My new advisor was the first person to make me feel welcome and like a person at Riverpoint.  She’s the only person that is happy to talk to you or schedule a meeting with you or assist you.  She really added a lot of warmth to an otherwise cold place to be, and I’m really going to miss her.  Also, I will have more days like this without her to help me get some info around there.  I’m thinking of maybe writing her a nice card and or sending her flowers or a food basket or something.

So my last semester at Riverpoint–and more shenanigans were had. I REALLY hope the semester is not more of the same!

Interactive Audiology Presentation

2 Jul

I had another presentation today.  This one was for one group of high school students, and one group of (cue scary music:  dun, dun dun) middle school kids.  It was also shorter–like half the time we got last week.  And I knew I could do a YouTube video, but I think that’s kind of a cop-out, especially with younger students.

I knew I wanted to get the students out of their seats, but didn’t really know how to teach ear anatomy, noise-induced hearing loss, or assisted listening devices like that.  I thought about pictionary, but that’s really for review material–not novel teaching.  I asked my mom and she said she only knew of active stuff for review and quizzing.  When I pressed her, she said she could do like 8 activities for math, but not anatomy.  Still, I asked her to give me a sample.  The very first thing she talked about was using manipulatives.  And my advisor had talked about how they had used a funnel to show the function of the pinna before with great success.  That got me thinking. . .

 

general ear anatomy

My Mom (maybe both of us?) came up with putting “pieces of the ear” in a paper bag and having them kids pluck them out–you know for the gross-out factor of reaching into a bag not knowing what you’re going to get.  Then I came up with all the little objects I could use to show each portion of the ear:

funnel for the pinna/outer ear

drum for the tympanic membrane/ear drum

a hammer for the malleus often called the “hammer”

I used a door stop and taped the anvil coffee logo on both sides for the “anvil”/incus

I had a tiny shoe keychain for the stapes/”stirrup” to show the footplate’s action

I put a brush in a ziplock and filled it with water to have a visual for the fluid-filled cochlea containing hair cells

and finally, a sponge was the brain

education at family weekend health fair

I had the kids pick the items and stand in the front of the room with them, in the proper order.  I moved my arms (next time, I’ll have all the students at the desks wave their arms to involve everyone) to simulate the physical sound waves, then, I went through the function of each part of the anatomy:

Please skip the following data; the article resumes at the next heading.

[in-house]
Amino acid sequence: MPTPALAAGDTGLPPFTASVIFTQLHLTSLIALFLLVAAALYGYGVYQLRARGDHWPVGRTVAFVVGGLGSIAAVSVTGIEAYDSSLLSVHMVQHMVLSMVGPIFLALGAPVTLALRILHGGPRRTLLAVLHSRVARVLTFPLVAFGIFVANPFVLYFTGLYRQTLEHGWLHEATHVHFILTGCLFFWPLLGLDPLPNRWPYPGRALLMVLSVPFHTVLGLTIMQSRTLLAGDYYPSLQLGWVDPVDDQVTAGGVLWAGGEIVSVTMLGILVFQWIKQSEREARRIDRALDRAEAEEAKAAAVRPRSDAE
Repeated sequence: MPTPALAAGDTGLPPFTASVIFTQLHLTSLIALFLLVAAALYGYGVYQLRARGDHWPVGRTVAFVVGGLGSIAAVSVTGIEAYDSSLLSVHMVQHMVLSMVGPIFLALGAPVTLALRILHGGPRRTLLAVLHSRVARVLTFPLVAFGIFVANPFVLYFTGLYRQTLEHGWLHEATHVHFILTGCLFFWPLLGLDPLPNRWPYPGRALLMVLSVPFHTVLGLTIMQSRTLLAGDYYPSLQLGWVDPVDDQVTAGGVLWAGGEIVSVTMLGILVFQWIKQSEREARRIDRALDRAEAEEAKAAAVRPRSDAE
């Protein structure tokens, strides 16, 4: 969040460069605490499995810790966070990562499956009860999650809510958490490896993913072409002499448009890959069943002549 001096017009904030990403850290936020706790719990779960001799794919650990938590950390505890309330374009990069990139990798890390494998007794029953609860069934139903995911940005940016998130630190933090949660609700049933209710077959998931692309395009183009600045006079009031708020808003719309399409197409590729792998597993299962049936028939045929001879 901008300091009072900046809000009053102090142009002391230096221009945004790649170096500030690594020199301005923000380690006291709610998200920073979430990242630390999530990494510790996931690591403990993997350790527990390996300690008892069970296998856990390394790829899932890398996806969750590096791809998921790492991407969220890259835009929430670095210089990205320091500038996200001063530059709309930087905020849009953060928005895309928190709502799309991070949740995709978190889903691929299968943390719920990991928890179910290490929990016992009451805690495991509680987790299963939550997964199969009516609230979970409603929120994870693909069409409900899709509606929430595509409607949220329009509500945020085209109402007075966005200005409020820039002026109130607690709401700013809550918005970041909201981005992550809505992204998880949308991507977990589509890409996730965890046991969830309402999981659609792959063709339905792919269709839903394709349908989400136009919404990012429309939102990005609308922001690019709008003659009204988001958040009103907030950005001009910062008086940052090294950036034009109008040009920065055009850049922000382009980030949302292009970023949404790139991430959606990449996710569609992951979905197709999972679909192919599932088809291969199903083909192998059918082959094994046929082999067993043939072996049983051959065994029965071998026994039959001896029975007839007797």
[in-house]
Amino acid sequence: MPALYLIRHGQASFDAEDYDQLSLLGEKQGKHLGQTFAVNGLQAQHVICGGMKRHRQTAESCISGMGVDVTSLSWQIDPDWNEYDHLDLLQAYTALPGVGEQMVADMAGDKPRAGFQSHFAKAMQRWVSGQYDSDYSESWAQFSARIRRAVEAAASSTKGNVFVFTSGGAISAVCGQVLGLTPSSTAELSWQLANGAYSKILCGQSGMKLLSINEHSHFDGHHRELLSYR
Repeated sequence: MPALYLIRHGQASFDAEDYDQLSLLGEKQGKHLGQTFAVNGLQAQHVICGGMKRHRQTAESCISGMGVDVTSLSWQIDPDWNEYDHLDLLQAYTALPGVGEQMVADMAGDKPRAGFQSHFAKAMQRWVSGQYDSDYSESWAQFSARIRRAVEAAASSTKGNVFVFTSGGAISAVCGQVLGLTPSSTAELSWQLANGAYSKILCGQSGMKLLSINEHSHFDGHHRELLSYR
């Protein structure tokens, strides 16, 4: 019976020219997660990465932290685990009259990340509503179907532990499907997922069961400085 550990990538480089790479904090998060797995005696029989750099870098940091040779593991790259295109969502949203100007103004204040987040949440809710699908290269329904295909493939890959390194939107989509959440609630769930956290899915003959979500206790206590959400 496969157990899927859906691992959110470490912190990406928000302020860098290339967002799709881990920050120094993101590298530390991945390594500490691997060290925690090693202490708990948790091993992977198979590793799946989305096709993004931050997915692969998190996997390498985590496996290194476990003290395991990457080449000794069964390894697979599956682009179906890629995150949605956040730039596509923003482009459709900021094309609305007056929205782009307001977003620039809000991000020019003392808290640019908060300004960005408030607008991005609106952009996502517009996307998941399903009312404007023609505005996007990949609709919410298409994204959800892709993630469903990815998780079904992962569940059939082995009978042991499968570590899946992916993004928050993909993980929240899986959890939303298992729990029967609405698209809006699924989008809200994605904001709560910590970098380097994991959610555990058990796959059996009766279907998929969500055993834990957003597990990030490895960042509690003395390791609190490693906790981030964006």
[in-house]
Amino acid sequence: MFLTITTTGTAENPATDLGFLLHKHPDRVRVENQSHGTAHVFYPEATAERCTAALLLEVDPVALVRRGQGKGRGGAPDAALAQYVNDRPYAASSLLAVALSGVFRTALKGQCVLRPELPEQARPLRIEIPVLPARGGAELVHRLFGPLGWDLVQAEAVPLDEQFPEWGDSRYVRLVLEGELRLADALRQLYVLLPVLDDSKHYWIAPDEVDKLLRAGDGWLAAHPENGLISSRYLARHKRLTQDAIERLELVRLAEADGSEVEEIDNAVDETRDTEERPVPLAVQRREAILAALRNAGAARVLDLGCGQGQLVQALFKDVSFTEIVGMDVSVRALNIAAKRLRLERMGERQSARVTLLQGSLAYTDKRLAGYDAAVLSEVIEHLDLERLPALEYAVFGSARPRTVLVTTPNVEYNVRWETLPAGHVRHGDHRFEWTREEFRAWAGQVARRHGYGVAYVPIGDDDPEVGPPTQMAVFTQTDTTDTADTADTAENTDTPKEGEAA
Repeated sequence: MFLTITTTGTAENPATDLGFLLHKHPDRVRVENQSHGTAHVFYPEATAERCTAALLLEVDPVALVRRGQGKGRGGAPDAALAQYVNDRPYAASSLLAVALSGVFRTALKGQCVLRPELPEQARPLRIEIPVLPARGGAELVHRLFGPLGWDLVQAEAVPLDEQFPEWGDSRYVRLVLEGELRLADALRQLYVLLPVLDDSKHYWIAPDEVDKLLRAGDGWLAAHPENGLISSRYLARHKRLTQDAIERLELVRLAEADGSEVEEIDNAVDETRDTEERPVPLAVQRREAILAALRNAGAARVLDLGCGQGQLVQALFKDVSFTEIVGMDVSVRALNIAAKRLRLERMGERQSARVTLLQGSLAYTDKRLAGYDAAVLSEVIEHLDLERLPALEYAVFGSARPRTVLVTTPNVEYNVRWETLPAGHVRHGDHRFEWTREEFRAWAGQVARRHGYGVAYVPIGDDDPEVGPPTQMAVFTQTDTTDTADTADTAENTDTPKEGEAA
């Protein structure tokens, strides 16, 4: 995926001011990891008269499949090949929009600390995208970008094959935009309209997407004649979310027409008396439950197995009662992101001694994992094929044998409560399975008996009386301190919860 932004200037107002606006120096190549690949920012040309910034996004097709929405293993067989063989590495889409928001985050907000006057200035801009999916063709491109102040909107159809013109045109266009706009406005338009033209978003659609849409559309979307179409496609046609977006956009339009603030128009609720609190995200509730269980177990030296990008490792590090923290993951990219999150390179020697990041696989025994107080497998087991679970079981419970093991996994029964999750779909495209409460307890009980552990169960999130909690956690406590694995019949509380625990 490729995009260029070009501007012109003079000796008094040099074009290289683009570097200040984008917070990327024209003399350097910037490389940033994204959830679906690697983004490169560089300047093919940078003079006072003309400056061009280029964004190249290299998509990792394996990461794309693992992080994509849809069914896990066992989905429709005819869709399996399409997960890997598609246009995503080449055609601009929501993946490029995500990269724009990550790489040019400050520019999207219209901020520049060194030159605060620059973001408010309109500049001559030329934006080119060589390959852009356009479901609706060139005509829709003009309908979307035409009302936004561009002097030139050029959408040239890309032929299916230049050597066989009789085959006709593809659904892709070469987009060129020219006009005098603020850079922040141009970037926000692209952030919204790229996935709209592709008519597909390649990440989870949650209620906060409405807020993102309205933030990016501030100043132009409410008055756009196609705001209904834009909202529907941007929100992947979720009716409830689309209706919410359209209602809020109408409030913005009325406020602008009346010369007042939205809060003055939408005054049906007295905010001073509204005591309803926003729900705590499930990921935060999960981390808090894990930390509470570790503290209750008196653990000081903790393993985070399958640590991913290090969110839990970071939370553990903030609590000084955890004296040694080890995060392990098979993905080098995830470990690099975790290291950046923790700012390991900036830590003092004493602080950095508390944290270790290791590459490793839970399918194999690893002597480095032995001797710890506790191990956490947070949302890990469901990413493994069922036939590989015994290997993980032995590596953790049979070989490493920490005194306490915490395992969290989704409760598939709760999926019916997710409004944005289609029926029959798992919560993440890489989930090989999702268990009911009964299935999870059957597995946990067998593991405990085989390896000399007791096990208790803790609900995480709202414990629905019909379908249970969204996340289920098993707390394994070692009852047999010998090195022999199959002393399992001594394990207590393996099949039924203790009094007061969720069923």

My ear canal/funnel person stood there capturing the sound

The drum bagged to show sound hitting & vibrating it

Setting my 3 ossicles (w/interlinked arms) in motion (next time have them hum like a kazoo to show the ossicles vibrating).

My stapes person kicked the oval window on the bag

The inner ear person created gentle waves to stimulate the hair cells to send the sound info to the brain

And my brain/sponge was dipped in the water of the bag/cochlea to show the sound reaching its destination.

loudness vs intensity

Then, we did the whole thing again, but I jumped up and down exaggerated to show LOUD sound.  Everyone exaggerated their motions, the stapes footplate stomping the oval window to create a tsunami and flatten the hair cells.  And that time the sponge (a 2nd sponge) remained dry and unhearing.  It got everybody involved, laughing, and hopefully remembering the hearing process a little better.  And I have to say I was on my A-Game, and really extroverted (not my normal way) and funny and in charge of the scene.

That allowed me to segway to the FM loop where the kids played Simon Says, one in the hallway and one in front of the group doing silly things.

fm trainer

I had a lot of fun, and felt “in the zone” rather then shy and nervous, so it was great.  I could see myself doing little activities to promote prevention as an educational audiologist in my future.  It’s not the same as having to discipline a whole class for an entire day, which is what I didn’t think I’d like about that option.  Now, if I can only track down one of the many videos of the thing so I can put it in my portfolio!